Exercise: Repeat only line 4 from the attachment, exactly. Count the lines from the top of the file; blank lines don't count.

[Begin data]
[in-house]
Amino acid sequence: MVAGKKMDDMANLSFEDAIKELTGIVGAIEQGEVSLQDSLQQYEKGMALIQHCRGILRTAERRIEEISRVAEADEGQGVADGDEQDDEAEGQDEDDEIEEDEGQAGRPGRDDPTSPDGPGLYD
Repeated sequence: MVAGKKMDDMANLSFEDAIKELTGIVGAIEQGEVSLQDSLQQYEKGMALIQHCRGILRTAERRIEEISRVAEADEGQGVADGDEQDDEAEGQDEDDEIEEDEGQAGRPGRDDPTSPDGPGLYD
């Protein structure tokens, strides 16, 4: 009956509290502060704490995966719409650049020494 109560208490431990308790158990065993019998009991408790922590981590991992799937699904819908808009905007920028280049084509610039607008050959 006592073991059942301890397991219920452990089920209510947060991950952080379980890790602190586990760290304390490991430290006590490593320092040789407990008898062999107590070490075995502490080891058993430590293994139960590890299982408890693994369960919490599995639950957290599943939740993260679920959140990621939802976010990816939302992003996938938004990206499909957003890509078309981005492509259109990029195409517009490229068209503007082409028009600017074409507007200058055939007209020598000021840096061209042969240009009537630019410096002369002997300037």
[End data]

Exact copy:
């Protein structure tokens, strides 16, 4: 009956509290502060704490995966719409650049020494 109560208490431990308790158990065993019998009991408790922590981590991992799937699904819908808009905007920028280049084509610039607008050959 006592073991059942301890397991219920452990089920209510947060991950952080379980890790602190586990760290304390490991430290006590490593320092040789407990008898062999107590070490075995502490080891058993430590293994139960590890299982408890693994369960919490599995639950957290599943939740993260679920959140990621939802976010990816939302992003996938938004990206499909957003890509078309981005492509259109990029195409517009490229068209503007082409028009600017074409507007200058055939007209020598000021840096061209042969240009009537630019410096002369002997300037």